Page 1 of 3To help kick off our brand new Dragonshard subsite, producer Charley Price reveals new information about the game's classes, factions, dungeons, creatures, and much more. Our questions and his answers to follow:
GB: First of all, will the final game be entitled "Dragonshard" or "The Dragonshard Wars"? I only ask because it's been mentioned as "The Dragonshard Wars" in the past and is listed that way on the newly downloadable character viewer. Either way, can you tell us how you arrived at that name and what significance the word "Dragonshard" has to the game?
Charley: The final title of the game is going to simply be (Dragonshard). This was chosen due to the fact that the term is closely tied to our game in a variety of ways.
For one, since this is to be the first game to be released set within the world of Eberron, we wanted to select a name that was immediately evocative of that setting. In Eberron, Dragonshards are rare and powerful crystals that serve as conduits of power, enhancing player characters and allowing for the construction of many of the fantastic structures that are found in that world.
In our game, Dragonshards manifest as one of the main resources (along with Gold and Experience), and are constantly replenished on the map due to intermittent shardfalls that come from the sky. This is a resource dynamic which is unique to our game; hence we wanted to highlight it in the game's title.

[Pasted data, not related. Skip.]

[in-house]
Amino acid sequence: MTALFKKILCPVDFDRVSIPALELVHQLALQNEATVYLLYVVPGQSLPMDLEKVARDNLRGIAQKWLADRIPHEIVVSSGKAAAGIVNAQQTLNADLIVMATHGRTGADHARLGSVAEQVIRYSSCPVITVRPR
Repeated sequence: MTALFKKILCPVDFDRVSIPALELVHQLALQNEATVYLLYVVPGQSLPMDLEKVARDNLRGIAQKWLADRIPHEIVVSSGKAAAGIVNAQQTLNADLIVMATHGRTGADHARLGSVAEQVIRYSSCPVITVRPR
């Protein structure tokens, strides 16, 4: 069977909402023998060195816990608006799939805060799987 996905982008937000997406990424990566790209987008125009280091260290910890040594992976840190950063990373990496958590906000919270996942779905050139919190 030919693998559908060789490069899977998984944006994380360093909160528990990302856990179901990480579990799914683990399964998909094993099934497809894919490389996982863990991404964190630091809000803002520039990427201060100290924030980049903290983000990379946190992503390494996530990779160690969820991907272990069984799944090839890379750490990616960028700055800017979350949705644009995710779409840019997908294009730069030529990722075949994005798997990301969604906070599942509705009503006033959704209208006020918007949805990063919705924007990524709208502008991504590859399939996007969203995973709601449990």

Finally, the single-player campaigns in Dragonshard revolve around various factions attempting to acquire (or protect) a massive Dragonshard that fell in the lost land of Xen'drik, called the (Heart of Siberys). It is this massive artifact that provides the main point of contention throughout each of the campaigns.
GB: We haven't seen a Dungeons & Dragons strategy title since Interplay's Blood & Magic in 1996. With the success of many fantasy RTS titles over the past several years, why do you feel it took so long for another D&D strategy game to emerge?
Charley: This is merely my own speculation, but with a normal license, a developer usually only has to think of maintaining the feel, visual look, and characters of the given property, thus leaving them relatively free to make whatever kind of game around that license that they see fit. However, with the Dungeons & Dragons license, there are a variety of gameplay expectations given the nature of the pen and paper game. Naturally, this is much easier to re-create in smaller-scale, character centric RPGs and Adventure games, but much more difficult in larger scale games such as Strategy and RTS titles. As such, a successful D&D strategy game needs to integrate core D&D concepts in order to remain true to the feel of the pen and paper game, while still presenting a fresh, compelling strategy experience to the player.
With Dragonshard, we already felt that the RTS genre needed a (kick in the pants), and the D&D game system felt like the perfect setting in which to implement our ideas (dual-layer play, various methods of unit advancement, etc), which helped lead to the expansive, innovative system currently found in our game today.
GB: Tell us about resource management. What resources will players need to acquire in Dragonshard and will there be a finite supply of them?
Charley: In Dragonshard, there are three resources: Dragonshards, Gold, and Experience.